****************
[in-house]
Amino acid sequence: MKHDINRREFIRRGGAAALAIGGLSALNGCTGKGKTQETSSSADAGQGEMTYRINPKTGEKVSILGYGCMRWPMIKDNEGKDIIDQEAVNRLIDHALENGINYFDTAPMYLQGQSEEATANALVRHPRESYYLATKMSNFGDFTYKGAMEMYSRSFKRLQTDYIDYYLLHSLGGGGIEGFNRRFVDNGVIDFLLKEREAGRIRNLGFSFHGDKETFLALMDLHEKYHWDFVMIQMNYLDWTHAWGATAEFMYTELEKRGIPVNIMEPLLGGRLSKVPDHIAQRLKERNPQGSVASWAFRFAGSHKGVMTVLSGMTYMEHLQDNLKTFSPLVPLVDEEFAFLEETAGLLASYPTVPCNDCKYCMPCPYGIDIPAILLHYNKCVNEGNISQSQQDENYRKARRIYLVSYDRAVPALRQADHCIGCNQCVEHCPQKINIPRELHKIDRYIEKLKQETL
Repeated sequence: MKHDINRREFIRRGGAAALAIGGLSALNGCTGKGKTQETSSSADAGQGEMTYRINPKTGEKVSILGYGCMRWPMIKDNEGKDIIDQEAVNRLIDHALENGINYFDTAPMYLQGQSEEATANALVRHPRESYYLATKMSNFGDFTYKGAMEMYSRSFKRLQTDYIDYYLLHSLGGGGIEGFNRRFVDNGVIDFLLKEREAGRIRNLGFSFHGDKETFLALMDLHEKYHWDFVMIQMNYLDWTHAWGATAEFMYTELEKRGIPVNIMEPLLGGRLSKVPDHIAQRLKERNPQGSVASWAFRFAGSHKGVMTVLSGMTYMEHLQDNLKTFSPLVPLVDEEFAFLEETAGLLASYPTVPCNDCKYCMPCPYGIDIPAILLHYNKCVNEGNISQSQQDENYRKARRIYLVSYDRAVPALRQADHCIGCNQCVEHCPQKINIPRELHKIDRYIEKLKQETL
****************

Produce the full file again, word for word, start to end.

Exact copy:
[in-house]
Amino acid sequence: MKHDINRREFIRRGGAAALAIGGLSALNGCTGKGKTQETSSSADAGQGEMTYRINPKTGEKVSILGYGCMRWPMIKDNEGKDIIDQEAVNRLIDHALENGINYFDTAPMYLQGQSEEATANALVRHPRESYYLATKMSNFGDFTYKGAMEMYSRSFKRLQTDYIDYYLLHSLGGGGIEGFNRRFVDNGVIDFLLKEREAGRIRNLGFSFHGDKETFLALMDLHEKYHWDFVMIQMNYLDWTHAWGATAEFMYTELEKRGIPVNIMEPLLGGRLSKVPDHIAQRLKERNPQGSVASWAFRFAGSHKGVMTVLSGMTYMEHLQDNLKTFSPLVPLVDEEFAFLEETAGLLASYPTVPCNDCKYCMPCPYGIDIPAILLHYNKCVNEGNISQSQQDENYRKARRIYLVSYDRAVPALRQADHCIGCNQCVEHCPQKINIPRELHKIDRYIEKLKQETL
Repeated sequence: MKHDINRREFIRRGGAAALAIGGLSALNGCTGKGKTQETSSSADAGQGEMTYRINPKTGEKVSILGYGCMRWPMIKDNEGKDIIDQEAVNRLIDHALENGINYFDTAPMYLQGQSEEATANALVRHPRESYYLATKMSNFGDFTYKGAMEMYSRSFKRLQTDYIDYYLLHSLGGGGIEGFNRRFVDNGVIDFLLKEREAGRIRNLGFSFHGDKETFLALMDLHEKYHWDFVMIQMNYLDWTHAWGATAEFMYTELEKRGIPVNIMEPLLGGRLSKVPDHIAQRLKERNPQGSVASWAFRFAGSHKGVMTVLSGMTYMEHLQDNLKTFSPLVPLVDEEFAFLEETAGLLASYPTVPCNDCKYCMPCPYGIDIPAILLHYNKCVNEGNISQSQQDENYRKARRIYLVSYDRAVPALRQADHCIGCNQCVEHCPQKINIPRELHKIDRYIEKLKQETL